Even Starbucks doesn’t charge $8.24 for a cup of coffee. But that’s precisely how much the Department of Justice overpaid for the beverage it served at one of its conferences, according to a review released Tuesday by the department’s Inspector General.
And that’s not the only food or beverage item for which the department overpaid. The review also revealed that the DOJ spent $16 on each of the 250 muffins it served at an August 2009 legal conference.
The high-priced muffins were not created by a celebrity pastry chef, nor were the cookies and brownies that cost the DOJ almost $10 apiece. The pastries came from a hotel a few blocks down the street from the White House.
The report notes that it did not look at a single conference, but a total of 10 conferences the DOJ held in fiscal years 2008 and 2009. The Inspector General turned up examples of extravagant spending at multiple conferences, like the $32 per person the department spent on Cracker Jacks, popcorn and candy bars.
All told, the Justice Department spent $121 million on conferences in the recessionary years of 2008 and 2009, a sum that exceeded its own spending limits. The DOJ spent nearly $600,000 of that on event planning services for only five of its conferences.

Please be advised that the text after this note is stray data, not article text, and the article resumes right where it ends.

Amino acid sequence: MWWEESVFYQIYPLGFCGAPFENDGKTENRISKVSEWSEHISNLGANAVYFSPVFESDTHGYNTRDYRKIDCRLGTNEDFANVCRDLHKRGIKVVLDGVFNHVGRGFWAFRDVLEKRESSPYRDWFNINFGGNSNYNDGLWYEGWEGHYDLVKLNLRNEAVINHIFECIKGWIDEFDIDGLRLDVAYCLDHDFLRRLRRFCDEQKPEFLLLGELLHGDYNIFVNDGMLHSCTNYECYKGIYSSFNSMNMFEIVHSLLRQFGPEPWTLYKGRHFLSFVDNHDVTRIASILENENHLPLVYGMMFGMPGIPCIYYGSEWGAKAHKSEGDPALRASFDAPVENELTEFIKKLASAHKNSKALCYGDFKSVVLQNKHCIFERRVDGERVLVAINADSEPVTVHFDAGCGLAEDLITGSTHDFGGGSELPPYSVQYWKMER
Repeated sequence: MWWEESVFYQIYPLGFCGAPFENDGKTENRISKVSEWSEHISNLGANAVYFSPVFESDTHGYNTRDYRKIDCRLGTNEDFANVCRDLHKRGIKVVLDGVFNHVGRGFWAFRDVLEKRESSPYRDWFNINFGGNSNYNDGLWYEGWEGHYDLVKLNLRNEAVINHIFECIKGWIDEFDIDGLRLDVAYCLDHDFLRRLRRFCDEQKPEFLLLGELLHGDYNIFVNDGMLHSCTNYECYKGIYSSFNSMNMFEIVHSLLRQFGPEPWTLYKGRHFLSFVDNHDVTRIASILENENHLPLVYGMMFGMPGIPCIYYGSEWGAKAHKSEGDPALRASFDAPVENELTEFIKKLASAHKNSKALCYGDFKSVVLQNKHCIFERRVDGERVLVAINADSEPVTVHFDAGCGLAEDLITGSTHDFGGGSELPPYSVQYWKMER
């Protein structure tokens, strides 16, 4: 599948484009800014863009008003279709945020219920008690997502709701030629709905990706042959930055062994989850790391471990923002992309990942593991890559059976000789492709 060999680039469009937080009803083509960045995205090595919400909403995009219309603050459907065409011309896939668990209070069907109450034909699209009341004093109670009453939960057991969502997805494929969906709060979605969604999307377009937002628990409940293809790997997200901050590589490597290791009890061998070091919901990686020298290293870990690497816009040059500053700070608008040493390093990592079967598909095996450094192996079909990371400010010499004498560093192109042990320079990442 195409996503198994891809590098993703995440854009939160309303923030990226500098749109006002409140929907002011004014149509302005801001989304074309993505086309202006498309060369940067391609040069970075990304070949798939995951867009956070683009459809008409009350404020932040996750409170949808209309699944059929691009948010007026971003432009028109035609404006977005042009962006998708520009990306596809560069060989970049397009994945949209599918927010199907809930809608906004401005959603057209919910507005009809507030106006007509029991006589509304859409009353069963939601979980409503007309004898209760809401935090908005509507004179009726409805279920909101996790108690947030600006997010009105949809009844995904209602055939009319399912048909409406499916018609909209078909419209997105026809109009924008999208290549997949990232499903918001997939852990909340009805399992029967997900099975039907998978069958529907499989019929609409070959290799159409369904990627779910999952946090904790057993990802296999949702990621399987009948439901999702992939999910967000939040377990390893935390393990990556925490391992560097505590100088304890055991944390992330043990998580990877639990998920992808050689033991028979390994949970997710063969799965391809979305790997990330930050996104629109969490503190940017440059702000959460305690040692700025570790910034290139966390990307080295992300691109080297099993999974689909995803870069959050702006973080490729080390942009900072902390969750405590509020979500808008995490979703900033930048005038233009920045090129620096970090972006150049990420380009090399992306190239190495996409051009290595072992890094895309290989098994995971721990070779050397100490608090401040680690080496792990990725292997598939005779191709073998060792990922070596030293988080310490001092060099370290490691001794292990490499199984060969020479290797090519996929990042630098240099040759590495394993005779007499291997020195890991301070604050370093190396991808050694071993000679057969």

Justice Department officials did not dispute the Inspector General’s conclusion that its conference spending was both extravagant and wasteful.
A department spokeswoman simply said Tuesday that the conferences in question were held when there were no limits on food and beverage spending and that the DOJ has since implemented measures “to ensure that these problems do not occur again.”
That was not good enough for Sen. Charles Grassley, R-Iowa, and the senior member of his party on the Senate Judiciary Committee, which has oversight of the Justice Department.
“Sixteen-dollar muffins and $600,000 for event planning services are what make Americans cynical about government and why they are demanding change,” he said in a statement. “People are outraged, and rightly so.”
The Republican lawmaker said the DOJ’s conference spending is precisely the kind of waste that should be cut first in the congressional supercommittee’s plan task to find $1.2 trillion in savings for purposes of federal debt reduction.